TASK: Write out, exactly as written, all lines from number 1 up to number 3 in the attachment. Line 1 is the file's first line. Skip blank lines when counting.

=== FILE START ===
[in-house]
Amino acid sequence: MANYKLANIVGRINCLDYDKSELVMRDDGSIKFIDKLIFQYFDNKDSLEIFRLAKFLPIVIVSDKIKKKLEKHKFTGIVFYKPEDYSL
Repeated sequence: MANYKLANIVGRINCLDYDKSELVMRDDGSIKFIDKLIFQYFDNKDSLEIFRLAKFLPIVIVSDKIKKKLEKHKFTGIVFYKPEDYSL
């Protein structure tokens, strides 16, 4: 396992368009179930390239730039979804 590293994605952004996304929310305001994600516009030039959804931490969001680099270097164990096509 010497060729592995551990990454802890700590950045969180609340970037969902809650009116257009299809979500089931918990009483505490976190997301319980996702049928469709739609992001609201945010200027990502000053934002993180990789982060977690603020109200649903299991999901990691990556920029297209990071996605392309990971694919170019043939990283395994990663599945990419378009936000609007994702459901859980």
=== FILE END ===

[in-house]
Amino acid sequence: MANYKLANIVGRINCLDYDKSELVMRDDGSIKFIDKLIFQYFDNKDSLEIFRLAKFLPIVIVSDKIKKKLEKHKFTGIVFYKPEDYSL
Repeated sequence: MANYKLANIVGRINCLDYDKSELVMRDDGSIKFIDKLIFQYFDNKDSLEIFRLAKFLPIVIVSDKIKKKLEKHKFTGIVFYKPEDYSL